THEATRE REVIEW: The Laramie Project ★★★★
The Laramie Project
Western Studio, Bristol Old Vic
Thursday 20th - Saturday 29th February 2020
To Celebrate LGBT History Month, and marking the 20th Anniversary of Moisés Kaufman harrowing play, The Laramie Project tells the verbatim aftemath of Matthew Shepard's murder in 1998, and how it changed the community of Laramie in Wyoming, with a population of 26,687. For this particular production, Nancy Medina has taken the directorial position, with Laura Hensley assisting Medina in this Bristol Old Vic Theatre School offering.
We're transported straight to Laramie when the lights dim for the first act as we hear from a plethora of citizens in the area, who recall the days before Shepard's death, as reports travel to unravel the lead-up to the shocking events. This cast, made up of a fifteen strong ensemble, move with precision and drive as we bounce from one report to another, each performer portraying at least four to five locals, which comes with a flurry of personas and facial expressions which pushes the creativity of Bea Wilson's costume design, which is set against Carly Brownbridge's splintered reflected backdrop, which swivels round to reveal pivotal projections of news outlets, the clear blue sky, and a thundering storm that rains down at the climax of the first act.
Amongst the ensemble members, those who stand out particular for their skill of mulitoling range from Rory Alexander, Olivia Edwards, Nimshi Kongolo, Alice Moore, and Daniel Radze. It's Sebastian Orozco as Doc O'Connor, and Isobel Coward's Reggie Fluty, who will both truly silence the auditorium so much as to hear a pin drop, from their horrendous and frankly powerful speeches; O'Connor's constant updates of Shepard's health status in hospital accumulates to a resting monologue that Orozco delivers with sheer vulnerability and heartbreak, whist Fluty's in-depth description of Shepard's body when he was initially found lying on the ground is a defining moment for Coward, who overall continues to deliver nothing but perfection in every persona she exudes.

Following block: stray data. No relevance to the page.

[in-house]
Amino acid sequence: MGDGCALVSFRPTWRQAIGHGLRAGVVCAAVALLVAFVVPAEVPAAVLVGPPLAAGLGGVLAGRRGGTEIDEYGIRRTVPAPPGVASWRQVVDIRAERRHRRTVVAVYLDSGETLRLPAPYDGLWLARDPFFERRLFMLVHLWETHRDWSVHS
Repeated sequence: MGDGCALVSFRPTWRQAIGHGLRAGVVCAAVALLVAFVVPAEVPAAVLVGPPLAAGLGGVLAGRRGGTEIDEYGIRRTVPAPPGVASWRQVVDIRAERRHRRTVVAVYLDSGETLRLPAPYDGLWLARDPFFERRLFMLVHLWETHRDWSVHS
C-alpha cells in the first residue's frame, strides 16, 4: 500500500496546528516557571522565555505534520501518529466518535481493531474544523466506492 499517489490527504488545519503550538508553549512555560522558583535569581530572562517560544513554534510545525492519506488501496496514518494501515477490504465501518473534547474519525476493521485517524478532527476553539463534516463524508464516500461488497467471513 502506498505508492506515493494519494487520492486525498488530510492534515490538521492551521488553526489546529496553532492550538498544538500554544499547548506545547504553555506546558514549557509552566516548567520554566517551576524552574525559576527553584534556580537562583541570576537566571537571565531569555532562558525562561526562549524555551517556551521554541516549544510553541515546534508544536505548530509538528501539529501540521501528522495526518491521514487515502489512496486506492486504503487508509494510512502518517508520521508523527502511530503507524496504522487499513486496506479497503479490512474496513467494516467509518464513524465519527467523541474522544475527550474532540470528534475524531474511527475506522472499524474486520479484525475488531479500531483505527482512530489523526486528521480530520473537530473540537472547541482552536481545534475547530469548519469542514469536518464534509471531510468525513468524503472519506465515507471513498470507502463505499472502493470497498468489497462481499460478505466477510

Jenny Roxburgh's lighting seeps throughout the playing space and bleeds into the audience as specific states highlight the light and dark of those who have lived in Laramie, which Danny Davie's sound design makes you feel uncomfortable, in moments of deep thought which merge chattering with games entertainment in the background during scenes set inside the tavern, which news reports hurl and fill your head following the attack on Shepard, with a ghostly sense of horror as we watch on.
Overall, Bristol Old Vic Theatre School's staging of Kaufman's piece feels as powerful and underrated as ever, with some truly harrowing moments of dread and electric performances, making it's themes feel all to real and almost like set during our time, a sign that change is still to come.